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VIDEO: University of New England Building New Medical School in Portland, Maine

Tue December 13, 2022 - Northeast Edition
Portland Press Herald & University of New England

The University of New England (UNE) has begun a $93 million project to build a 112,000-sq.-ft., four-story health sciences center in Portland, Maine, to allow the state's only medical school to move from its current Biddeford location.

The new Harold and Bibby Alfond Center for Health Sciences will allow UNE to combine its health programs at the Portland campus and expand enrollment, the Portland Press Herald reported. Currently, UNE's health programs are split between its Biddeford and Portland sites.

A ceremonial groundbreaking with UNE President James Herbert and other university officials was held Nov. 29 to kick off the construction in Portland.

Besides serving as the new home for the university's College of Osteopathic Medicine (UNE COM), UNE officials hope the new building will allow the medical school to increase its graduating classes from 165 to 200 students. In addition, one of the goals of the expanded school and the health program consolidation is to help alleviate shortages of physicians and other health care providers in Maine.

The Alfond Center will become home to all UNE's health profession programs, including the medical school, and programs in dentistry, physician assistant, nursing, social work, pharmacy, physical therapy, occupational therapy, dental hygiene and nursing anesthesia.

In an interview with the Press Herald in October, Herbert said that as Maine's sole medical school, UNE has an obligation to address the shortage of health care professionals.

"We are the [health care] workforce engine in the state," he explained, adding that one in three medical personnel in Maine is a UNE graduate.

The new construction also should build on the school's educational and research relationship with Maine Medical Center in Portland.

Construction of the Alfond Center was made possible by a $30 million donation from the Harold Alfond Foundation, the largest gift in UNE's history. U.S. Sen. Susan Collins, Maine's senior member in the Senate, secured another $5 million for the effort through federal appropriations.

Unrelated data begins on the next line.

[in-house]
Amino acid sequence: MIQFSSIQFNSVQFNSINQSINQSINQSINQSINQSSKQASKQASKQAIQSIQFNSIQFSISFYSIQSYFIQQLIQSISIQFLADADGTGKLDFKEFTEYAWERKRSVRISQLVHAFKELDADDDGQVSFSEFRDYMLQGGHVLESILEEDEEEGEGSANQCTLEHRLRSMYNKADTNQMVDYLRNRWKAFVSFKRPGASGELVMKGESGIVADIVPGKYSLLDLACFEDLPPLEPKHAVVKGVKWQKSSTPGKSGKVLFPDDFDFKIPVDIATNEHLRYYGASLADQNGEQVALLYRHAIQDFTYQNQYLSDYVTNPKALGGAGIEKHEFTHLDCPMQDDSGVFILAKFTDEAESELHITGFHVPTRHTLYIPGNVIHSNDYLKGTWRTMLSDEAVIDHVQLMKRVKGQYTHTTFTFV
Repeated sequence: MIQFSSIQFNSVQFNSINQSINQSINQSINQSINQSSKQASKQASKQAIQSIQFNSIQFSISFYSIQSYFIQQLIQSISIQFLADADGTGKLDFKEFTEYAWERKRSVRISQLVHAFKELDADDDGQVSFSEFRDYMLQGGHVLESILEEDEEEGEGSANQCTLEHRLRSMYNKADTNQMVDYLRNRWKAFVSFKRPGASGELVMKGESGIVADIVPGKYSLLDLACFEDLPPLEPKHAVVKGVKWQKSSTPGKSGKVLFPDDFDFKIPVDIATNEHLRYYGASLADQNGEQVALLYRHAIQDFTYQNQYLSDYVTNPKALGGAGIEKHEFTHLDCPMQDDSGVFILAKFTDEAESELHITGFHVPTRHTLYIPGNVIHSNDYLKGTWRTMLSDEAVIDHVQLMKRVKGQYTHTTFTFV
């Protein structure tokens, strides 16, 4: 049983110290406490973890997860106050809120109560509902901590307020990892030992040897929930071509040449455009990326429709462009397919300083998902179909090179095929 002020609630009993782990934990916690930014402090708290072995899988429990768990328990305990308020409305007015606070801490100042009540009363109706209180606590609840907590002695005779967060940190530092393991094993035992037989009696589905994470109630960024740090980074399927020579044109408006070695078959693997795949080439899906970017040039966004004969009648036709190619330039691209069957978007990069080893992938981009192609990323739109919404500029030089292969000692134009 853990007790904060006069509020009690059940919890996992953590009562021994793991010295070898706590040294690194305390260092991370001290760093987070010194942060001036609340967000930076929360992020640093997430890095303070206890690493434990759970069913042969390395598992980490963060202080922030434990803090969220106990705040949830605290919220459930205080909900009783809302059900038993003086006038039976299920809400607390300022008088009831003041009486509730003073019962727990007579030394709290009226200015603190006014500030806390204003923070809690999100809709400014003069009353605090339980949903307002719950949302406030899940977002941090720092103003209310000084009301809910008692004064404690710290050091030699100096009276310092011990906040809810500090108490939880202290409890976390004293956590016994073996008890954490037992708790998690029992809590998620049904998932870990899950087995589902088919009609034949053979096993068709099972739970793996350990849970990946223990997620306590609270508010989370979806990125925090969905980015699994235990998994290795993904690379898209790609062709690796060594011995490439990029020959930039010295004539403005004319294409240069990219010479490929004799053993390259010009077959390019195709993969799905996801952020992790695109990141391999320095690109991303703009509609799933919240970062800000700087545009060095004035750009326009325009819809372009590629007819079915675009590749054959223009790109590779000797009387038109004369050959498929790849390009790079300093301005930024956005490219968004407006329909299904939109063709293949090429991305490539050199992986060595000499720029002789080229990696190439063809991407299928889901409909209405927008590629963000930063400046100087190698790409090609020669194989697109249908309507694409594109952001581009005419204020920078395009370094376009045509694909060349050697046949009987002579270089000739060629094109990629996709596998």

The new health sciences building should open by June 1, 2024, according to the Portland news outlet.

Alfond Center to Help Address Healthcare Shortage

The university is Maine's largest educator of health professionals and the top provider of physicians to the state. Additionally, it is home to northern New England's only dental college, the college noted on its website.

At the groundbreaking, Herbert said that uniting UNE's variety of medical programs on a single footprint will create more opportunities for students to learn to work in teams, a practice known as interprofessional education, which has been shown to lead to improved outcomes for patients.

"Construction of this new building will allow us to admit more medical students each year, with state-of-the-art learning spaces where those students will get hands-on clinical experience and have the opportunity to learn alongside their peers in other health programs," explained Herbert. "When it is completed, it will be transformative for UNE, and transformative for the study and practice of medicine in Maine."

Since 1995, UNE has awarded more than 15,500 degrees in the health sciences program. Many of the university's graduates stay and work in Maine, where they tackle the health care needs of the state's rural and aging populations.

"There is a real shortage of physicians in Maine right now, especially in family practice, and especially in the outermost reaches of our largely rural state," said Jane Carreiro, dean of UNE COM.

"Our rapidly aging population makes access to a physician all the more critical for Maine's people. In response, we have steadily grown our COM class sizes in recent years, and we will expand further when our new facility is completed and we move to Portland."

Design features of the new facility will incorporate best practices in medical education and team-based learning, including flexible classrooms, superb technical capabilities and spaces designed to encourage collaboration and interaction.

UNE's Biddeford Campus also should see a benefit from the medical school's relocation as the move should enable the growth of current academic programs and the development of new initiatives via the labs and classrooms left vacant. It will also allow for growth of UNE's world-class research programs in biomedical sciences and marine programs, the college noted.

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